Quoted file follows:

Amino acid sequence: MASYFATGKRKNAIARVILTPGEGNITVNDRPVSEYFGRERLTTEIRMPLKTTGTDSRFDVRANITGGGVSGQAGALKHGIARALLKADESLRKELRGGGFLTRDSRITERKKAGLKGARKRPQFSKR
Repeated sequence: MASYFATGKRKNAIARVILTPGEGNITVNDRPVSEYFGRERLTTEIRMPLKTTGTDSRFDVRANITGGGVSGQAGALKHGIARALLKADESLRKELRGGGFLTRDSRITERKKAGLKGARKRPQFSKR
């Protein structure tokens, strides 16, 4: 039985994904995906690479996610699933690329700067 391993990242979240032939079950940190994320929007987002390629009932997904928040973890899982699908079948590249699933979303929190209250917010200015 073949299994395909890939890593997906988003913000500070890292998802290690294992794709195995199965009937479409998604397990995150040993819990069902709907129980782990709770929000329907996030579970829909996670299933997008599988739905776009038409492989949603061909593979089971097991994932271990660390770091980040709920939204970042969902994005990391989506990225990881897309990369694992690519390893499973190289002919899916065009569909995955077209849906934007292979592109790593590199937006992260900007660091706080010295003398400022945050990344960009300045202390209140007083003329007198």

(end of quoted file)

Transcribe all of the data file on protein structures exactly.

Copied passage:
Amino acid sequence: MASYFATGKRKNAIARVILTPGEGNITVNDRPVSEYFGRERLTTEIRMPLKTTGTDSRFDVRANITGGGVSGQAGALKHGIARALLKADESLRKELRGGGFLTRDSRITERKKAGLKGARKRPQFSKR
Repeated sequence: MASYFATGKRKNAIARVILTPGEGNITVNDRPVSEYFGRERLTTEIRMPLKTTGTDSRFDVRANITGGGVSGQAGALKHGIARALLKADESLRKELRGGGFLTRDSRITERKKAGLKGARKRPQFSKR
């Protein structure tokens, strides 16, 4: 039985994904995906690479996610699933690329700067 391993990242979240032939079950940190994320929007987002390629009932997904928040973890899982699908079948590249699933979303929190209250917010200015 073949299994395909890939890593997906988003913000500070890292998802290690294992794709195995199965009937479409998604397990995150040993819990069902709907129980782990709770929000329907996030579970829909996670299933997008599988739905776009038409492989949603061909593979089971097991994932271990660390770091980040709920939204970042969902994005990391989506990225990881897309990369694992690519390893499973190289002919899916065009569909995955077209849906934007292979592109790593590199937006992260900007660091706080010295003398400022945050990344960009300045202390209140007083003329007198």